The COVID-19 pandemic and the isolation it imposed took a dramatic toll on kids’ mental health, increasing the demand for services in an already overburdened system.
As a result, many kids found themselves being “boarded” in emergency departments as they awaited care, according to a new study conducted at Boston Children’s Hospital. The average wait was nearly five days without specialized treatment.
“This is a huge problem nationwide,” said Dr. Jennifer Havens. She is a professor and chair of child and adolescent psychiatry at NYU School of Medicine in New York City.
“The demand for mental health services has dramatically increased due to COVID-19, and the capacity for inpatient psychiatric care for kids is marginal at best, so we are seeing a backlog for inpatient and outpatient mental health services,” said Havens, who has no ties to the new study.
For the study, Dr. Patricia Ibeziako, associate chief of clinical services in the Boston Children’s Hospital department of psychiatry and behavioral sciences, and colleagues compared hospital records from the first year of the pandemic (March 2020 to February 2021) to the year before it.
During this time, nearly 3,800 children aged 4 to 18 were admitted to the emergency department or inpatient units for mental health concerns. About eight in 10 were aged 12 to 18.
In the year before the pandemic, 50% of kids who were admitted to the hospital had suicidal ideation or made suicide attempts. This number rose to 60% during the first year of the pandemic, the study showed.
In addition, there were marked increases in mental health admissions for depression, anxiety, eating disorders, substance abuse, and obsessive-compulsive disorder during the first year of the pandemic.
Growing numbers of kids were housed for days in the emergency department due to mental health problems the first year of the pandemic. The average boarding time increased from 2.1 days pre-pandemic to 4.6 days during the pandemic, the findings showed.
The study was published online recently in Hospital Pediatrics.
There are things that concerned parents can do today to potentially avoid a boarding scenario. “Don’t wait until things get bad,” said Dr. Meghan Schott, the medical director of psychiatric emergency services at Children’s National Hospital in Washington D.C. “Get on a waitlist for care and services as soon as you notice an issue,” said Schott, who was not involved in the study.
“Boarding is on the rise because kids are coming in with severe and worsening mental illness,” said Schott. “Seeking outpatient services as soon as there is a small hint of a problem can help avoid the need for boarding.”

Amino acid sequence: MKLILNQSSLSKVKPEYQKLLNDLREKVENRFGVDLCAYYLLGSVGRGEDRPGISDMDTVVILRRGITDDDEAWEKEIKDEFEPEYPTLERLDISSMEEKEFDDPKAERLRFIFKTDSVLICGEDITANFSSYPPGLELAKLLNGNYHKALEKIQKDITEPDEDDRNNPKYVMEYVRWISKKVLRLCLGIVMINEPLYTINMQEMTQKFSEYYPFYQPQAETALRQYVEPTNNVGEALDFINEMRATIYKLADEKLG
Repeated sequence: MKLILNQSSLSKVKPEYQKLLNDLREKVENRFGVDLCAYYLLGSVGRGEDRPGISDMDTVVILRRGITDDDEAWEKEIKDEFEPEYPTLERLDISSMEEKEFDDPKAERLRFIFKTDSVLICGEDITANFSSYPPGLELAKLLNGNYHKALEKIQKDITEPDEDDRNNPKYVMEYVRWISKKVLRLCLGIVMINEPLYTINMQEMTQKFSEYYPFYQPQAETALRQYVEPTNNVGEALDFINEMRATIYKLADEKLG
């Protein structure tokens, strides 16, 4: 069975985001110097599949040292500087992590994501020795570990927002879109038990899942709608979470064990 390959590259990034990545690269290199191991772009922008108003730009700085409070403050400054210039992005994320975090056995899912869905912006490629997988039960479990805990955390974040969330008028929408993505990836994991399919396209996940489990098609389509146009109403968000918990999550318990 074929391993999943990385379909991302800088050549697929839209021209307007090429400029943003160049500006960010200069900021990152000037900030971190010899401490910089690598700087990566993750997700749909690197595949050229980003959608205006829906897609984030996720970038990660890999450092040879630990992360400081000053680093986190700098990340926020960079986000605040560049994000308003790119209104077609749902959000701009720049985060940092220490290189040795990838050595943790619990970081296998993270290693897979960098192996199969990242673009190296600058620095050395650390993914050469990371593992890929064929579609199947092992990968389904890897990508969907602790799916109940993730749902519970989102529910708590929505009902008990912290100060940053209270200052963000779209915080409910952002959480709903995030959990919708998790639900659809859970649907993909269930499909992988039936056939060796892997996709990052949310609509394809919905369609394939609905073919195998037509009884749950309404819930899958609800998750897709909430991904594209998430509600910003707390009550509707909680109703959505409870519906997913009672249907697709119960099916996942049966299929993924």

Boarding doesn’t address the underlying problem. “If you just sit in the emergency room or on the medical floor, you’re not really getting the services you need,” she said. If your child needs to be hospitalized for mental health concerns, look for hospitals that have pediatric psychiatric units, Schott added.
The system is broken, and unfortunately, there isn’t a quick fix, Havens noted. “We need to increase the workforce and increase reimbursement rates,” she said.
“Workforce problems are related to reimbursement because if you don’t pay someone a living wage, you can’t recruit people,” Havens said.
“We pulled intensive care unit beds out of nowhere for COVID-19 patients at the beginning of the pandemic, and suicide is the second leading cause of death among people aged 10 to 24,” Havens added. “We really need to figure out how to fix this system.”
Your pediatrician has an important role to play in helping kids with mental health issues get the care they need, said Dr. Steven Abelowitz. He’s the regional medical director of Coastal Kids Pediatrics in Irvine, Calif.
“If the pediatrician gets involved early on and has all the tools, we have the ability to potentially decrease the severity of many of these mental health issues,” said Abelowitz, who also has no ties to the research. “This could prevent many of the children presenting to the emergency department, many of whom require boarding.”
Find a child and adolescent psychiatrist near you using this tool from the American Academy of Child and Adolescent Psychiatry.
SOURCES: Jennifer Havens, MD, Arnold Simon professor and chair, department of child and adolescent psychiatry, NYU School of Medicine, New York City; Meghan Schott, DO, medical director, psychiatric emergency services, Children’s National Hospital, Washington, D.C.; Steven Abelowitz, MD, regional medical director, Coastal Kids Pediatrics, Irvine, Calif.; Hospital Pediatrics, May 17, 2022, online